Malcolm Turnbull's narrow win in Australia ought to put fellow political brahmin John Key on notice.
The election outcome proved the growing unreliability of political polling in the era of the smartphone.
It took a relatively small swing to Australian Labor to bring the Coalition to the point where Turnbull was even taking advice from Key on how to run a minority Government. It would not take much of a swing in New Zealand to tip Key out.
Arguably the Brexit vote created sufficient turmoil for Turnbull to be able to persuade the Australian electorate not to change horses (yet again) and ensure some level of stability after the concerning period of revolving prime ministerships.
He had spent 10 anxious days waiting for the Australian Electoral Commission to finalise its vote count and reveal whether he would be able to quickly form a Government or have to do some of that minor party ingratiating and deal-making that Key is so adept at to get to a parliamentary majority in the lower house.
He's just scraped back into The Lodge. He is now an elected Prime Minister who must quickly bed in his mandate or he will be toast.
Enter Key, stage right. Our Prime Minister will next week add Turnbull to his dance card after his farewell visit to David Cameron, who bows out as Conservative Prime Minister this week after the Brexit defeat.
Turnbull is Key's closest political mate. While Key cosies up to Barack Obama - who has also deputed Vice-President Joe Biden to visit NZ next week to talk through pressing regional issues - the Australian Prime Minister is a different fish.
They have mutual respect as successful former investment bankers. But Key has had more success hugging the political centre.
Key will next week discuss an opportunity with Turnbull for New Zealand and Australia to make a joint response to Britain leaving the European Union. He can also relay to Turnbull the outcome of the talks Trade Minister Todd McClay had in Shanghai last weekend at the G20 trade ministers' meeting. Australia had no ministerial representation at the G20.
McClay did speak with senior figures from the EU and Britain at the Shanghai meeting.
He makes the point that New Zealand already sells about $8.6 billion worth of goods and services to the EU. And he contends there is a lot of common ground in many areas that we want to trade.
The problem is agriculture, which will prove a tough negotiating point.
Australia was leaderless and unable to send Cabinet representation to Britain and the European Union to take soundings and position the nation with the divergent interests. Key has done both.
He has also met with senior figures in Britain such as the governor of the Bank of England and Lloyds Banking group chair Lord Norman Blackwell.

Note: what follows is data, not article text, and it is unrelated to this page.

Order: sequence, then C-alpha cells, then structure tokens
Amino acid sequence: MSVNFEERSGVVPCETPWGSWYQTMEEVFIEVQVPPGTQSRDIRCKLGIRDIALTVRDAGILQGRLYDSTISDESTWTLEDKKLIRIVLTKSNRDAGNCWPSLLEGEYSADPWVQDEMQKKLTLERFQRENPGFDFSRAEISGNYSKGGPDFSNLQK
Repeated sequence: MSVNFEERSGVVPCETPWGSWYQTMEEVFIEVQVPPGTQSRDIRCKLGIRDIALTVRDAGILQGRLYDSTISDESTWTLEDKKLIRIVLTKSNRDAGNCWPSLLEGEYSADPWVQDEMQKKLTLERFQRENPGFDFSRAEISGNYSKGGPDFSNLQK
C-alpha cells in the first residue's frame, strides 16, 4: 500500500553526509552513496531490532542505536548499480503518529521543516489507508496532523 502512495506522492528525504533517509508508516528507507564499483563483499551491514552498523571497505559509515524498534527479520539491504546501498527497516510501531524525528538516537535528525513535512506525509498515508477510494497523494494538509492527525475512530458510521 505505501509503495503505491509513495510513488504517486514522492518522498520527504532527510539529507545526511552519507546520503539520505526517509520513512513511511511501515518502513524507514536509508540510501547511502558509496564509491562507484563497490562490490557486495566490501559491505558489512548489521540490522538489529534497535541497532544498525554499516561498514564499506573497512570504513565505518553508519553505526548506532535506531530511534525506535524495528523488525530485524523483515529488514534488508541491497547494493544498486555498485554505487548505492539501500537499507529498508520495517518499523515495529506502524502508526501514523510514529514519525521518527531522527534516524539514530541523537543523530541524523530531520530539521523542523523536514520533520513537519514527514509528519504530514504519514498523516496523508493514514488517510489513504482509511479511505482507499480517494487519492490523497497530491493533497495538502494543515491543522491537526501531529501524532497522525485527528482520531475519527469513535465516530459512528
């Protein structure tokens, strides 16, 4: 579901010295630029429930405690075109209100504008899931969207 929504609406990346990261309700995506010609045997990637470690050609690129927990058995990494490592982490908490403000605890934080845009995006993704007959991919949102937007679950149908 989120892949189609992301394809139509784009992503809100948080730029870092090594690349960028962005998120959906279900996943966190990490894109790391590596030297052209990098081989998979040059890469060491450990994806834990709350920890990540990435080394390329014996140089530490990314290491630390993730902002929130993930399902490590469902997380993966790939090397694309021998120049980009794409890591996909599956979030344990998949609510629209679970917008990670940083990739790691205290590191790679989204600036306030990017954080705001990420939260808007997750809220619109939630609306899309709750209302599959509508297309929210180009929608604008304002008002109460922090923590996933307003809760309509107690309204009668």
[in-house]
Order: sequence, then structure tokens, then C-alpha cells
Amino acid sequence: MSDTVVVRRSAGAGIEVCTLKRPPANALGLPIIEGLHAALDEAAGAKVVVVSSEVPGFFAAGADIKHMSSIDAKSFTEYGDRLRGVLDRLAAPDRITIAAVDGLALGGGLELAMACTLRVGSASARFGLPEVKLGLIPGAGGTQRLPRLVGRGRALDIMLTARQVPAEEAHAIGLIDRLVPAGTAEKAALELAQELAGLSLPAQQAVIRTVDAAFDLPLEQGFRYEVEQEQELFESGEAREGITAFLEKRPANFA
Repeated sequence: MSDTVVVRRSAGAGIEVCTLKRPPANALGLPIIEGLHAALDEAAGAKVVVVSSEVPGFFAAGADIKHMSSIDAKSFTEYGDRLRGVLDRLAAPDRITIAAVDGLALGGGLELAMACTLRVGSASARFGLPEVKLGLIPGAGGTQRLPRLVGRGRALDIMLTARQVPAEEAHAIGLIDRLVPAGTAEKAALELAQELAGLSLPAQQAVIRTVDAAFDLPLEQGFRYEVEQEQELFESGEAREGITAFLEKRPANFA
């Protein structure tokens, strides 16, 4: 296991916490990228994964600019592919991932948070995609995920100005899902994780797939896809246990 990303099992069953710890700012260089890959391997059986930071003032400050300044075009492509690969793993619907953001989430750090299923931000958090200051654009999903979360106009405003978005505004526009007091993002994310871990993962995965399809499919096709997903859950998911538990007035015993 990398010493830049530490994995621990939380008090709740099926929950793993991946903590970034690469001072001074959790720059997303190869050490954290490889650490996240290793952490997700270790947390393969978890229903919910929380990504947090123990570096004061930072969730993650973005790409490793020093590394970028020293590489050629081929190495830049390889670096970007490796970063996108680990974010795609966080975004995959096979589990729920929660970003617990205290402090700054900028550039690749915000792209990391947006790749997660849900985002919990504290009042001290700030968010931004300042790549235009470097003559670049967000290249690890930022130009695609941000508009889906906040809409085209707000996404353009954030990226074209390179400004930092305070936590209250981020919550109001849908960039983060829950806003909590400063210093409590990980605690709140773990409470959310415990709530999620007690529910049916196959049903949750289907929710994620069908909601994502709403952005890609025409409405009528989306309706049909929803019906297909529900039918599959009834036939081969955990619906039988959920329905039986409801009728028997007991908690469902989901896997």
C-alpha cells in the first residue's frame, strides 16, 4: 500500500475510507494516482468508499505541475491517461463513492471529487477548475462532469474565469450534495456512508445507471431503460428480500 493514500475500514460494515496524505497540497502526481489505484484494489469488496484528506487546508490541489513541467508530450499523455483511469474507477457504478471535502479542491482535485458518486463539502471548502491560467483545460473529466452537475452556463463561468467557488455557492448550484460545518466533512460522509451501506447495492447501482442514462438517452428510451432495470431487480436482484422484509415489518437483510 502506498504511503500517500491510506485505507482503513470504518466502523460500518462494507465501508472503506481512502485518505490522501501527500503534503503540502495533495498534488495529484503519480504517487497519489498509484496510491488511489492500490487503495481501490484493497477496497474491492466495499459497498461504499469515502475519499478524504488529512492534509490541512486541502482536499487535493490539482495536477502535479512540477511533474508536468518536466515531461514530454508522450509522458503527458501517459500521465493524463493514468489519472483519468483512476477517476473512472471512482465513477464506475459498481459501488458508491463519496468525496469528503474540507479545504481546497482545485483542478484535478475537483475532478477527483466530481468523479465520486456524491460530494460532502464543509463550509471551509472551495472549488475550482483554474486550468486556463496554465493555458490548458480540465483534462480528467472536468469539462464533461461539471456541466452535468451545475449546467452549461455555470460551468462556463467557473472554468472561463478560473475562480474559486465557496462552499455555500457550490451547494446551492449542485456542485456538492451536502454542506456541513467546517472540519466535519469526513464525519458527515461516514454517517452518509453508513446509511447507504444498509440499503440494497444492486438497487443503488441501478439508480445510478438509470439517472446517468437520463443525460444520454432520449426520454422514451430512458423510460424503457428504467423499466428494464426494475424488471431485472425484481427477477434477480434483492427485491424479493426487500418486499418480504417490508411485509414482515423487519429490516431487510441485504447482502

Finding those areas of common interest between New Zealand and Australia will be more difficult.
It is possible Turnbull and Key could proffer some version of the Australia-New Zealand agreement that was signed jointly with the Asean group of 10 Southeast Asian nations.
A so-called "CER" deal is not a go. The Closer Economic Relations agreement is not a customs union. There is no common border nor are there common tariffs between Australia and New Zealand.
The fundamental task is to ensure that the principles underlying any new deal are sound.
It ought to be easier for both nations to score a deal with Britain. But the fact is the UK will also be focused on ensuring it gets the best deal it can from the EU.
A more pressing regional issue is the South China Sea.
New Zealand's official position is it does not engage in "taking sides". Australia tends to line up with the United States, which wants China to retreat.
The Hague Tribunal has come out in favour of the Philippines.
But President Xi Jinping has also come out strongly, saying China's "territorial sovereignty and marine rights" will not be affected by the ruling. This ruling declares large areas of the sea to be neutral international waters or the exclusive economic zones of other countries.
China is New Zealand's biggest trading partner (it is also Australia's).
This is a difficult matter for Key because New Zealand's position would be guided by The Hague judgment. Saying nothing is no longer a tenable option.
Where the Turnbull-Key discussion could assist the Australian Prime Minister is on selling policies.
The Key Government has successfully focused on getting back into Budget surplus and protecting NZ's credit rating.
A succession of Australian Prime Ministers have not managed that feat.
Turnbull must find his mojo and proceed with broad tax reform - not simply the company tax cuts and relief for middle-income earners. His Government has to write a new story for the times.
He rarked up the electorate with the superannuation changes.
But that will not solve the fundamental imbalances in Australia's two-tier economy.
And nor will all Key's advice solve the growing imbalances in the NZ economy.